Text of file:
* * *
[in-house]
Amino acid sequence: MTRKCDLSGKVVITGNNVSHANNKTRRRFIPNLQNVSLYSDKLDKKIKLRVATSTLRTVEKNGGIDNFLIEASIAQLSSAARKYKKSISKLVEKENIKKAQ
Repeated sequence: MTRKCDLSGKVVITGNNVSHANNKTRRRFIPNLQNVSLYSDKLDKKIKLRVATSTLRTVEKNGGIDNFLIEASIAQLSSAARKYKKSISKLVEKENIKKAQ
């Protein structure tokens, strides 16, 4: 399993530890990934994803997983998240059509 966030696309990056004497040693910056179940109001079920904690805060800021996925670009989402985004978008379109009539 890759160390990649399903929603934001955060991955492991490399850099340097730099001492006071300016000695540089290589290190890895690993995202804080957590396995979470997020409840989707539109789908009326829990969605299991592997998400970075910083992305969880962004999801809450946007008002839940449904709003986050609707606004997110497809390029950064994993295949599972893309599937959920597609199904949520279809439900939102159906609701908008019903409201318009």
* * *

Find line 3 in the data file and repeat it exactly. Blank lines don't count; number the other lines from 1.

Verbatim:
Repeated sequence: MTRKCDLSGKVVITGNNVSHANNKTRRRFIPNLQNVSLYSDKLDKKIKLRVATSTLRTVEKNGGIDNFLIEASIAQLSSAARKYKKSISKLVEKENIKKAQ